I didn’t bother trying to log onto the site. Just like everyone else who works online, I knew the idea had Titanic-level disaster written all over it, so why bother?

Sooner or later the yelling and screaming and cat fights will die down, and people will start to pick through the rubble.

Here’s what’s so fascinating, and no one seems focused on it: the sale was a HUGE SUCCESS, on one very important level.

Did you catch that: “Millions of people logged in”?

So millions of Australians were there, money in hand. The fact that they couldn’t spend their money wasn’t lost on Amazon… I laughed out loud this morning when Amazon sent me an email message about Amazon Global.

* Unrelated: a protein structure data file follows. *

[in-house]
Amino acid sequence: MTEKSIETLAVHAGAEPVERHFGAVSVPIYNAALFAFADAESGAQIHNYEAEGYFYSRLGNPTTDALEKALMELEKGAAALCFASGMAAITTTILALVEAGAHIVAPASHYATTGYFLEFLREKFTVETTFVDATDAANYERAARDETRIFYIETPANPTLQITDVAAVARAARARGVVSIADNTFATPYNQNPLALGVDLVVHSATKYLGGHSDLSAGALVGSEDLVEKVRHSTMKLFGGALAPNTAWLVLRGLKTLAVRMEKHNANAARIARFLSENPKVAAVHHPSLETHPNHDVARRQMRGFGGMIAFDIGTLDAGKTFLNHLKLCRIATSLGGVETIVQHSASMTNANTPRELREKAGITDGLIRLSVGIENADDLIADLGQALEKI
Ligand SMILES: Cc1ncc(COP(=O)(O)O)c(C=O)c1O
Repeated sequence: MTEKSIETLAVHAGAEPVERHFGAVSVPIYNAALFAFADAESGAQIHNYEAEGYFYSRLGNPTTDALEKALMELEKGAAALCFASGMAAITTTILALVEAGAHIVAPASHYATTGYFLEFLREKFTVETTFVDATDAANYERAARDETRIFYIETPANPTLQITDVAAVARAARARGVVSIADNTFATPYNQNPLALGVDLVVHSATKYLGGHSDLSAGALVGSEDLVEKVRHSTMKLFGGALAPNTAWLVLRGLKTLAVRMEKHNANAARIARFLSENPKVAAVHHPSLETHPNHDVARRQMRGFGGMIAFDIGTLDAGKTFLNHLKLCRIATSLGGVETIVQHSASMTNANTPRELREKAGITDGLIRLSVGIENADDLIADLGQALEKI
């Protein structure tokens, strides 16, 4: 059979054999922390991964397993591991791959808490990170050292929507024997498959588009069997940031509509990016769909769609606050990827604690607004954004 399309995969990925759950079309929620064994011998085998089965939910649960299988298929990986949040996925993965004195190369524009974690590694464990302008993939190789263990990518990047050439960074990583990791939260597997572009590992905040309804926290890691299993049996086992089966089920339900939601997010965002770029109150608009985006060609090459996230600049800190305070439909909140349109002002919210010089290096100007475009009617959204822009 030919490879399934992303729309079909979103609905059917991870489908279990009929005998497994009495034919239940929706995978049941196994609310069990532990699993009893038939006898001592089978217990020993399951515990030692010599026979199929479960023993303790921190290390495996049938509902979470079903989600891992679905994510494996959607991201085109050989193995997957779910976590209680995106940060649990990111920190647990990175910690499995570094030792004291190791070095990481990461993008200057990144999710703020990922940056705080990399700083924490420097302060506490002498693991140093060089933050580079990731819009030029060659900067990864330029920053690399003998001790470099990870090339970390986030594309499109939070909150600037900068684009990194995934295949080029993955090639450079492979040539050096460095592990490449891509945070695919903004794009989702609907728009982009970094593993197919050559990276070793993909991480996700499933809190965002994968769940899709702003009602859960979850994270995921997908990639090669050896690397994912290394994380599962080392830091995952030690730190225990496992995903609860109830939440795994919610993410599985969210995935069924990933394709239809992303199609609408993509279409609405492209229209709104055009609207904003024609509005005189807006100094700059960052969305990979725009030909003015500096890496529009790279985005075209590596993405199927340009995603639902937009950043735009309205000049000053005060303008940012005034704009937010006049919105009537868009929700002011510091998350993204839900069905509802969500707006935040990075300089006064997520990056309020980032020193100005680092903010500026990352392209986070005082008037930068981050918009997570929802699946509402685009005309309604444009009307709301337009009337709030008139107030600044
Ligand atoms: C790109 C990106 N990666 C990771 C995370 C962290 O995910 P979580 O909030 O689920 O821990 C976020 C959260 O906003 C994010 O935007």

Amazon Global

On this page, Amazon says:

The following items can be shipped to almost all destinations outside the U.S.:

VHS videos
Additionally, some products in the following categories:

automotive, baby, clothing, consumer electronics, health and personal care, home and garden, industrial and scientific, jewelry, pet supplies, shoes, software, sporting goods, tools, toys, video games, and watches
can be shipped to the following countries: